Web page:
Young and Rush meet privately, both of them regretting what they’d done before, and they agree not to do anything about it for the good of the crew. After the obligatory end-of-show musical montage of people going about their business on the ship - including Lt. James crying her eyes out in bed for some reason - we see Rush and Camille in hydroponics discussing their next move against Young.

OBSERVATIONS

With the exception of the time loop episode, I’d say this was the best one of the series to date. We get some excitement, some traditional Stargatey crash boom bang, and an alien race who seem genuinely alien. They’re entirely alien. Man. Remember when CGI characters were unbelievably cutting edge? The Nakaleen Feeder from a first season episode of B5 was the first one, and it was such a huge thing at the time. Now, here we are 15 years later, completely taking this sort of thing for granted.

Since they were first introduced in SG1 (Season 9) the Communication Stones have always seemed rather capricious to me. While we know how they’re supposed to work - essentially your typical Gilligan’s Island brain switch (which is always comedy gold, by the way) - but they frequently don’t, and there’s no real rhyme or reason to that. Why did Daniel and Vala end up in those people’s bodies in the Ori galaxy? They didn’t have the stones. Why did Young end up in the alien’s body? Clearly he didn’t have a stone. Why did contact with the aliens, who had no stones, supersede contact with a host on earth who clearly *did* have stones? Once the alien host was killed, why couldn’t Young establish contact with *another* alien on the ship? We won’t get answers to any of these questions, since the Stones are constructed of pure Plot Deviceium (“The Plot Device Molecule”), which means they’ll do whatever the writers call on them to do without any real concern to consistency. I’m not complaining, just pointing it out.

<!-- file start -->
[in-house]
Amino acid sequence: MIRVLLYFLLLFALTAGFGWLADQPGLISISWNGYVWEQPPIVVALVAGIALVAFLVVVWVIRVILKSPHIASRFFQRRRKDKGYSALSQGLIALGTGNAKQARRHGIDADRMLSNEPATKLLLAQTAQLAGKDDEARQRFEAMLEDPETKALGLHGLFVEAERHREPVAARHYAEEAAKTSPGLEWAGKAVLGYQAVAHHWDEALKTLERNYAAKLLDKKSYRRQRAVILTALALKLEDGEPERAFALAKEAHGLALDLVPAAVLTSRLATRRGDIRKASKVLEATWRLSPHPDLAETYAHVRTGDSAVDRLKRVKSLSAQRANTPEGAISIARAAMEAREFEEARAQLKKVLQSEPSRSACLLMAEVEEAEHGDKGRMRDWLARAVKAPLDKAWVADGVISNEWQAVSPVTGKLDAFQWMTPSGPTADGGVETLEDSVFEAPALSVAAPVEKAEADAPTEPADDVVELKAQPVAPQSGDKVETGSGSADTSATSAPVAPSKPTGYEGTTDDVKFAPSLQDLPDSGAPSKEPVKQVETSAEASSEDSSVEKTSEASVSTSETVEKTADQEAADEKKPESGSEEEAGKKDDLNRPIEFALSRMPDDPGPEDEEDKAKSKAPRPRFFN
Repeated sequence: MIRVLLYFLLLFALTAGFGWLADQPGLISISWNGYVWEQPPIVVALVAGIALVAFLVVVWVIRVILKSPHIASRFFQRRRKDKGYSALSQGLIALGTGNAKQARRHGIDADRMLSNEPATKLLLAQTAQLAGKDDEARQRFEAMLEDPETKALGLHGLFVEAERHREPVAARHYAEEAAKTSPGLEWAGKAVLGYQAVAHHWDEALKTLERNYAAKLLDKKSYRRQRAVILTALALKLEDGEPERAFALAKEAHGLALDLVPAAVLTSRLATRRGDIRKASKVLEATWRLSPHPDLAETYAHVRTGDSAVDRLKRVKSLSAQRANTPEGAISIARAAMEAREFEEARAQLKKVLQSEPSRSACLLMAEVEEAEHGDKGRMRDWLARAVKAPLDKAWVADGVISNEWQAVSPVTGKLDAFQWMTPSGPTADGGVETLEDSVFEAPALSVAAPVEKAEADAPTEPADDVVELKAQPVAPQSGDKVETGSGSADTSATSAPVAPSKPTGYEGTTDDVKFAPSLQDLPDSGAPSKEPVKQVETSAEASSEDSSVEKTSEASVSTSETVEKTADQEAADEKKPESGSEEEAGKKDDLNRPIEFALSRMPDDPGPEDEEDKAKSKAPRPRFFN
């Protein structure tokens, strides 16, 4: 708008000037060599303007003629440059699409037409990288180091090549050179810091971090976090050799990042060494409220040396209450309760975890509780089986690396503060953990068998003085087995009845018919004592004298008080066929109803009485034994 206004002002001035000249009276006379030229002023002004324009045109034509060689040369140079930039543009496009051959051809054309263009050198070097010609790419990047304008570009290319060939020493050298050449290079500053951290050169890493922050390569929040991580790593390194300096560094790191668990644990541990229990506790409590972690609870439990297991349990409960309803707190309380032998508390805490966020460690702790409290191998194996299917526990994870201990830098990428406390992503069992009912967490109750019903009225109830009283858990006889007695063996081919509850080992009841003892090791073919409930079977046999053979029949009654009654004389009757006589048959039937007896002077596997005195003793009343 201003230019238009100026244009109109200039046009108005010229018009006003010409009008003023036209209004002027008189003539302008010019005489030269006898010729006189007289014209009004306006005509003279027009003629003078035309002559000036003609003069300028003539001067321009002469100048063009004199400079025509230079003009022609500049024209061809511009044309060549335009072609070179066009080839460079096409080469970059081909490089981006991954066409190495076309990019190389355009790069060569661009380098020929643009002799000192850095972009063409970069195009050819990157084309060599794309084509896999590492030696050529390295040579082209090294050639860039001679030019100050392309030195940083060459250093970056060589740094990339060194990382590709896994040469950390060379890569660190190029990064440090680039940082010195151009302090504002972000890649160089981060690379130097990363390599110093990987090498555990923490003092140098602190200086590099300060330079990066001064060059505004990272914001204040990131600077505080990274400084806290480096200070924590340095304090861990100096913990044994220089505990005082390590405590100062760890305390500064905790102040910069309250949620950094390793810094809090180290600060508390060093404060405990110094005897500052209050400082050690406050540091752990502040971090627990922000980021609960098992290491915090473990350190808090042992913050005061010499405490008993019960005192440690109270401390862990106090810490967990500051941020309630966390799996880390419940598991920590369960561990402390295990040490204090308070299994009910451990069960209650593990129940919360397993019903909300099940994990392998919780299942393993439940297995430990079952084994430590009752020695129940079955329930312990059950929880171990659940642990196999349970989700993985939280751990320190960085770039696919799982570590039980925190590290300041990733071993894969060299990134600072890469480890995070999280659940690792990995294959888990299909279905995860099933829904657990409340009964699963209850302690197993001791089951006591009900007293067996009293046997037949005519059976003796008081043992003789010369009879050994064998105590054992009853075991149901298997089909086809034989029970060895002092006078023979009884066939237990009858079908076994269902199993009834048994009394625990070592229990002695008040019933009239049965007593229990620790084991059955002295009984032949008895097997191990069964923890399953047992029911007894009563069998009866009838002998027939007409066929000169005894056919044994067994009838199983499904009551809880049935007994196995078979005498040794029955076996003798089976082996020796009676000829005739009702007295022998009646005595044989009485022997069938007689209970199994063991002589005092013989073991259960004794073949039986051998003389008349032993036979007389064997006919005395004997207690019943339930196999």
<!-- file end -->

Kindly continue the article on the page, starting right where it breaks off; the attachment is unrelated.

The aliens would appear to be fairly weak physically if Rush could kill one. Granted he took it by surprise.

Did Rush know it was Young that let him out of the tube? It seemed like he did from the Neural interface, but that wasn’t entirely clear.